I’ve never had an ear for the harsher, DIY-fueled end of the punk spectrum. But neither have I found the more blatantly commercial “punk-pop” genre very satisfying. My sweet spot is for the sort of punk or punk-like music made by folks who may be angry, or alienated, or otherwise fed up but still manage to have their musical wits about them. My opinion is that if you’re too angry to be bothered to learn exactly how to write and perform music, maybe you should just leave the music out of it entirely? One man’s perhaps unreasonable idea.
Anyway, with stuff like this, whether in its original, Buzzcocks-y incarnation or when trotted out in the new(ish) century by a crew like Marvelous Darlings, I’m all in. It’s loud and muscular but it’s an honest-to-goodness song, with a primitive, ear-catching riff, nostalgic melodies, and any number of musical moments one might almost call graceful except for the general head-bangy ambiance. There is, for instance, that place in the relentless, mostly two-note melody when singer Ben Cook takes a fifth-interval downward dive (0:36), and it’s just exactly right. And you kind of wait for it to come back and it doesn’t, and it doesn’t, until finally very close to the end, it does (2:08). This more than makes up for Cook’s decision to add an over-the-top British affectation to the word “party,” which is probably in any case a private joke of some kind.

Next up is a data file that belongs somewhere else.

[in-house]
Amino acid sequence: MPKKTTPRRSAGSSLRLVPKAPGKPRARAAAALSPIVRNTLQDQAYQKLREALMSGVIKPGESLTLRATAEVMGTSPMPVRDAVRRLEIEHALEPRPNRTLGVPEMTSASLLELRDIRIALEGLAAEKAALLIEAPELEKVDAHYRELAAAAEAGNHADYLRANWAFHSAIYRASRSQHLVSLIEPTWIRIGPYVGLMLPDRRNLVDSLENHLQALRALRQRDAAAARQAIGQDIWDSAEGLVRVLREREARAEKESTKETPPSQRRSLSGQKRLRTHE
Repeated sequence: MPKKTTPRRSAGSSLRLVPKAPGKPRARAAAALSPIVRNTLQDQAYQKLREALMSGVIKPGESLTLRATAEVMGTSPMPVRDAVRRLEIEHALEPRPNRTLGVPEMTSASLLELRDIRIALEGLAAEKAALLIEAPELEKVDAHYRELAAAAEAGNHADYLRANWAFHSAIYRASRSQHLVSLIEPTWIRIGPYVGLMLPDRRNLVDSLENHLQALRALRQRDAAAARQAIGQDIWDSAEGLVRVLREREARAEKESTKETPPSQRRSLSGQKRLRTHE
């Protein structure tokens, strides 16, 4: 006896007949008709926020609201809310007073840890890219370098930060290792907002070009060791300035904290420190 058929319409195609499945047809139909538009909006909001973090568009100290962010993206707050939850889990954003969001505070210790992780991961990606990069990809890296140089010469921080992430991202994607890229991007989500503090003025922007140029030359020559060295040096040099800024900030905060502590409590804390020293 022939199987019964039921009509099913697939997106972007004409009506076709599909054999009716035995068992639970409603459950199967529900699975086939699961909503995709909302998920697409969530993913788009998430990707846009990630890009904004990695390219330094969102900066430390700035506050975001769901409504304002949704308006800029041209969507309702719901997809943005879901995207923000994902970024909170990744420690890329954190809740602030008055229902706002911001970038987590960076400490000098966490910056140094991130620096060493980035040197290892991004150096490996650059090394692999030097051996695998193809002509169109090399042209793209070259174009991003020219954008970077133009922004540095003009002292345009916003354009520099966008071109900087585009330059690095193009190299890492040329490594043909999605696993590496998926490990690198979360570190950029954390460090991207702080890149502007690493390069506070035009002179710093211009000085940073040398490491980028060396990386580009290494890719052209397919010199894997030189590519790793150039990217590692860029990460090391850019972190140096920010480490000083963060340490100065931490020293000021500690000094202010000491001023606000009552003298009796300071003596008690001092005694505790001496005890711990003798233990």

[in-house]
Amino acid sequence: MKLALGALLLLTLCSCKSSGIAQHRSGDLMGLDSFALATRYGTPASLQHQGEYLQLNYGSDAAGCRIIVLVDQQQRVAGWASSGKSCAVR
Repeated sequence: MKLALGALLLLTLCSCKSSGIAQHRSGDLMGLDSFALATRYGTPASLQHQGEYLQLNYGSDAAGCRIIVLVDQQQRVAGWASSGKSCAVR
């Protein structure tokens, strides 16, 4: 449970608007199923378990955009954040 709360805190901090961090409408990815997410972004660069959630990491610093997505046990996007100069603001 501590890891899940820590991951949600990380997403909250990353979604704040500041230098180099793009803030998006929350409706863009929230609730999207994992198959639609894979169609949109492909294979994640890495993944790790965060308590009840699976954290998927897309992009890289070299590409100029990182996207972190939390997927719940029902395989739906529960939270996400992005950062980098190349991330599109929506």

An additional moment of odd grace: how the interwoven repetition of the basic theme (“I don’t want to go”) we hear at 1:04 resolves into a syncopated, falsetto release at 1:11. The song hammers us unflaggingly with a classic rock’n’roll backbeat and yet offers us a few moments like this one that dance away from it. Another is the brief but dandy guitar solo (1:44-1:54).
Marvelous Darlings is a Toronto band featuring Cook and Matt Delong, who were co-founders of the Canadian hardcore band No Warning; Cook, who also performs under the name Young Governor, is best known these days as a member of the Toronto band Fucked Up, which somewhat unexpectedly won Canada’s Polaris Prize in 2009 for best Canadian album. “I Don’t Wanna Go To The Party” is the lead track on Single Life, an album comprised of previously released 7-inch vinyl singles, put out this week by the Canadian label Deranged Records. MP3 via Deranged. Thanks to Largehearted Boy for the lead.